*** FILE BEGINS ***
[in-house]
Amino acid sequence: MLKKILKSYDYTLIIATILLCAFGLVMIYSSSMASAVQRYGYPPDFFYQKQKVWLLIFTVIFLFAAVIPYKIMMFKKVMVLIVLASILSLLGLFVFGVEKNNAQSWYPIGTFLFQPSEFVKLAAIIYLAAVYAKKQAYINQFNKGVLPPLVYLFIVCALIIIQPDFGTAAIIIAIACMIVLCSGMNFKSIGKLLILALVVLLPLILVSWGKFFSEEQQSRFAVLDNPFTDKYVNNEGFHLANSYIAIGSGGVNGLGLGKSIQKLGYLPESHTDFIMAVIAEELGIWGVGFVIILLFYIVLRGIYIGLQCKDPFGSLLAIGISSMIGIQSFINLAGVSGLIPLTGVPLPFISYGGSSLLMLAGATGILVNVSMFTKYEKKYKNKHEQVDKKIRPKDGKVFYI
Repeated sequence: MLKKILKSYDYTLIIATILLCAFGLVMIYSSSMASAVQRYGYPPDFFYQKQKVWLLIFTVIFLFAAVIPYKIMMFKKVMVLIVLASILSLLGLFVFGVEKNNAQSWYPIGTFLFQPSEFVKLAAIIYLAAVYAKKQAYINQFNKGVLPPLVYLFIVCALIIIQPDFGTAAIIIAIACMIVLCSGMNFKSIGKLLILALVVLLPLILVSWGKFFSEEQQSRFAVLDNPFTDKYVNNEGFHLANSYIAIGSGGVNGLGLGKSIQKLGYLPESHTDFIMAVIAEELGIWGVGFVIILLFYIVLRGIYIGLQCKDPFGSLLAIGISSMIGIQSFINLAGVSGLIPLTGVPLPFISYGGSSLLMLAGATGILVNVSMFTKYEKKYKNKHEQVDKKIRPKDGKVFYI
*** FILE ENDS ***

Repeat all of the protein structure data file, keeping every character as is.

[in-house]
Amino acid sequence: MLKKILKSYDYTLIIATILLCAFGLVMIYSSSMASAVQRYGYPPDFFYQKQKVWLLIFTVIFLFAAVIPYKIMMFKKVMVLIVLASILSLLGLFVFGVEKNNAQSWYPIGTFLFQPSEFVKLAAIIYLAAVYAKKQAYINQFNKGVLPPLVYLFIVCALIIIQPDFGTAAIIIAIACMIVLCSGMNFKSIGKLLILALVVLLPLILVSWGKFFSEEQQSRFAVLDNPFTDKYVNNEGFHLANSYIAIGSGGVNGLGLGKSIQKLGYLPESHTDFIMAVIAEELGIWGVGFVIILLFYIVLRGIYIGLQCKDPFGSLLAIGISSMIGIQSFINLAGVSGLIPLTGVPLPFISYGGSSLLMLAGATGILVNVSMFTKYEKKYKNKHEQVDKKIRPKDGKVFYI
Repeated sequence: MLKKILKSYDYTLIIATILLCAFGLVMIYSSSMASAVQRYGYPPDFFYQKQKVWLLIFTVIFLFAAVIPYKIMMFKKVMVLIVLASILSLLGLFVFGVEKNNAQSWYPIGTFLFQPSEFVKLAAIIYLAAVYAKKQAYINQFNKGVLPPLVYLFIVCALIIIQPDFGTAAIIIAIACMIVLCSGMNFKSIGKLLILALVVLLPLILVSWGKFFSEEQQSRFAVLDNPFTDKYVNNEGFHLANSYIAIGSGGVNGLGLGKSIQKLGYLPESHTDFIMAVIAEELGIWGVGFVIILLFYIVLRGIYIGLQCKDPFGSLLAIGISSMIGIQSFINLAGVSGLIPLTGVPLPFISYGGSSLLMLAGATGILVNVSMFTKYEKKYKNKHEQVDKKIRPKDGKVFYI